Chef Ron Manalo picks and chooses from Western culinary canon to create a contemporary menu with classical roots at One Tagaytay's Azalea restaurant
Chef Ron Manalo of the Azalea in One Tagaytay Place Hotel Suites loves food with a passion. He keeps pen and paper by his bed so he can jot down recipe ideas, and he does this as tenderly as if he were writing a love letter.
But it is a respectful, almost reverent, kind of love. While other chefs play fast and loose with their food, Manalo prefers to let dishes shine on their own merits, not because of a flashy fusion twist.
He recalls, for example, how one restaurateur created a fusion dish of prime beef cooked a la Bistek Tagalog (Filipino beef steak). While definitely avant garde, the already tender and flavorful meat did not need the heavy soy sauce marinade and cooking style of bistek, which is usually prepared with tougher cuts.
“Sometimes, fusion cuisine can be confusing,” he says, especially when flavors and techniques don't really go together.
It is little wonder, then, that Chef Ron wants the Azalea to stand on a foundation of classic European cuisine. For starters, he offers Salad La Mer, a warm salad of shrimps and other seafood sauteed in balsamic vinegar and tomatoes on a bed of lettuce. The simple vinaigrette was infused by the subtle flavor of fresh shellfish from nearby Batangas, recalling the rustic spirit at the heart of French fare.
Manalo's signature salad, the Salad Azalea, is a little more elaborate with organically-grown greens from neighboring farms tossed with slivers of parmegiano reggiano, fruits, and nuts in a mixed-berry vinaigrette. Again, subtle flavors are used to complement the otherwise humble vegetables to create a classic salad.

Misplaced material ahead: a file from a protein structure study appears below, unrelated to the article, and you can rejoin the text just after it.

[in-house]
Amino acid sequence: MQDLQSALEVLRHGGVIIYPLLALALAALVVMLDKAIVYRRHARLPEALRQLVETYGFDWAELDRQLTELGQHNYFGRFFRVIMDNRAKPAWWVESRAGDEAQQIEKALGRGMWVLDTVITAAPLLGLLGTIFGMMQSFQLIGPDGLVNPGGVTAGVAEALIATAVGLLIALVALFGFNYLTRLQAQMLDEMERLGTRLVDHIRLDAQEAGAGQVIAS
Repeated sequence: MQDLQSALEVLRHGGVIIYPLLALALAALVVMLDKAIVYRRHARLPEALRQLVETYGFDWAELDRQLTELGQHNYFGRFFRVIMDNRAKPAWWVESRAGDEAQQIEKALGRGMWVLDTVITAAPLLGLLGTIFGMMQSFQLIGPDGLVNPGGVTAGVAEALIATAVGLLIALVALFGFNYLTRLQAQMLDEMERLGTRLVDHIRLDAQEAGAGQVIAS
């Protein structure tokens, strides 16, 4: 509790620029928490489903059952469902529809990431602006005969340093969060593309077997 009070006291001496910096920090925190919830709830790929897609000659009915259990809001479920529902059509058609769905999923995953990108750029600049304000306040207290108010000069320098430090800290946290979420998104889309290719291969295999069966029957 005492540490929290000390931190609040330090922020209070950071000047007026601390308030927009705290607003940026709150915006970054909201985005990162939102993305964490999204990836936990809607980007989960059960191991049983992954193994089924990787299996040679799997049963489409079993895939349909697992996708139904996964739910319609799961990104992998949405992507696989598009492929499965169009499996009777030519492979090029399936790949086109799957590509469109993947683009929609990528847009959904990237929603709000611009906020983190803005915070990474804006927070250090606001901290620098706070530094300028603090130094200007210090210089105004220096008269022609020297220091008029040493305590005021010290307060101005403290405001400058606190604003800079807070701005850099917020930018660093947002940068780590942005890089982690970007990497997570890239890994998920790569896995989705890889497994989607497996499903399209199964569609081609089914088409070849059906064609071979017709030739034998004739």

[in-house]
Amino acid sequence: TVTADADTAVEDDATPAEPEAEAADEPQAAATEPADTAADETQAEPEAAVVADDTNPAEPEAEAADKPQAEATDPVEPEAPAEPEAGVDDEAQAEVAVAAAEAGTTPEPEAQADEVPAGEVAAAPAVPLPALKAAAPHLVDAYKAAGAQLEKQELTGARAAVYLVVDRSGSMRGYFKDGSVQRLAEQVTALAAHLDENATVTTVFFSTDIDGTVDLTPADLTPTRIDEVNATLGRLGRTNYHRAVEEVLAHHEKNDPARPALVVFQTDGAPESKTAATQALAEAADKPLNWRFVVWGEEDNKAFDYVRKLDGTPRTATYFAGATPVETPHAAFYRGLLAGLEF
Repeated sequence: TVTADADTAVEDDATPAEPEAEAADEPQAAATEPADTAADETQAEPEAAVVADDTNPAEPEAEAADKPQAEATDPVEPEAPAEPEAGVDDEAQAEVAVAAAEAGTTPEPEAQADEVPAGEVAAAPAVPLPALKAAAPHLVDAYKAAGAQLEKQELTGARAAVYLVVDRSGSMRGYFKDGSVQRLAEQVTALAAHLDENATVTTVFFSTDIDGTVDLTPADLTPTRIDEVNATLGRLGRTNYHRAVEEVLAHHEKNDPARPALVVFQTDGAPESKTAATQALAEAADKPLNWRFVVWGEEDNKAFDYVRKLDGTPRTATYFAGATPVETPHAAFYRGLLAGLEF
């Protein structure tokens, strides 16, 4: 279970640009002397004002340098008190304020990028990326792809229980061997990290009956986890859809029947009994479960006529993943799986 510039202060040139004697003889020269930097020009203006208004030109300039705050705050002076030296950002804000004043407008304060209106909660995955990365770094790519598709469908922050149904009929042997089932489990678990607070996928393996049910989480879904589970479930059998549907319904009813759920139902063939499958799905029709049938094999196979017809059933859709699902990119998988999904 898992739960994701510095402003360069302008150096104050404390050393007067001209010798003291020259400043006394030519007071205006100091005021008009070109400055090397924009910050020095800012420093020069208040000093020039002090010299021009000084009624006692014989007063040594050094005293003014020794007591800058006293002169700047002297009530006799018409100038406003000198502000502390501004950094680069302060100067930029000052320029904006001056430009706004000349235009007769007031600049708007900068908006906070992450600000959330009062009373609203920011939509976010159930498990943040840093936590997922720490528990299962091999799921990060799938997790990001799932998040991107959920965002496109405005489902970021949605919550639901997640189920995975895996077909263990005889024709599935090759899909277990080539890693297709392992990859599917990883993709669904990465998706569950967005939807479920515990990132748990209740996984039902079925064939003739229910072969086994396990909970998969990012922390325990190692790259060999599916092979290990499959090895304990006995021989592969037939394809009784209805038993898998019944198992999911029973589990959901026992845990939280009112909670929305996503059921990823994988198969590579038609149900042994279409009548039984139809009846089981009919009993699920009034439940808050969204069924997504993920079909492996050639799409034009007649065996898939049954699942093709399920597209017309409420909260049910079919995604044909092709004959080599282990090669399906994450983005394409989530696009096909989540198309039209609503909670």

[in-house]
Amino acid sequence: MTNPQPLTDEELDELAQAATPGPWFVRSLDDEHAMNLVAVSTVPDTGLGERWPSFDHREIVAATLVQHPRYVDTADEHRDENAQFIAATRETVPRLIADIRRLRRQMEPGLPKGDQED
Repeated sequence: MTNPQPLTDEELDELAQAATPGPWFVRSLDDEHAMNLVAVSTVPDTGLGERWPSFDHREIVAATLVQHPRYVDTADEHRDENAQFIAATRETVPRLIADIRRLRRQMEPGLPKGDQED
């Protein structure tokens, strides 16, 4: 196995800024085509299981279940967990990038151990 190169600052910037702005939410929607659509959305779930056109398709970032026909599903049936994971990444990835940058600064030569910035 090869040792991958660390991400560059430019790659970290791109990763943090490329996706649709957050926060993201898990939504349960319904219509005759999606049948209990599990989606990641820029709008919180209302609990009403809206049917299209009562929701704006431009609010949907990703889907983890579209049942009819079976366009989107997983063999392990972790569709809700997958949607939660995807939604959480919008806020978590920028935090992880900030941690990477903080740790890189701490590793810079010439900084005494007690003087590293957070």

Manalo says that he made the noodles for the Seafood Lasagna brings us from scratch. Store-bought noodles are often made from dried eggs, he says, which gives a slightly different flavor and texture to pasta.
Azalea's Hollandaise-gratinated Seafood Roullade was also a hit not only for the colorful plating, but also because it was perfect with the lasagna. The cheesy and creamy roullade went well with the tarter tomato-based lasagna.
Chef Ron's—and Azalea's—pride, however, is the Oven-poached Dory Fillet. Until then, he had been darting in and out of the kitchen, but he said that he wanted to be there when the foil-wrapped dishes that had been in the oven for 30 minutes were uncovered. He says that part of the experience is removing the foil and letting the aroma of the fish dish fill the room.
It is perhaps this dish that best represents Manalo. “It's straightforward. All the flavors are there,” he says as we dig into the dory flavored with a broth of Japanese soy sauce and Chinese sesame oil.
Dessert was a Crème Brulee served with Calamansi (Philippine lemon) Sorbet on a Pineapple Chop. “I call it pineapple chop because it looks like a pork chop,” he says, and the inventiveness doesn't stop there. The sliced pineapple is grilled lightly to give it a subtle smoked flavor and a bit of bite.
The calamansi sorbet was a perfect counterpoint to the caramelized sugar of the crème brulee, and was just tart enough to cleanse the palate. It was a dot at the end of a perfect sentence, not an ellipse that hints at more to come.
Azalea's menu is filled with classic dishes in broad strokes, with each dish personalized and tweaked to Manalo's specifications. Nothing too outrageous, just enough to make each dish his own.
“First, I see what I have in stock. From there, I play with the ideas in my head,” he says. And with Tagaytay's produce farms and the daily catch from Batangas, he has more than enough on his palette to create the masterpieces that fill his dreams.
Print ed: 04/10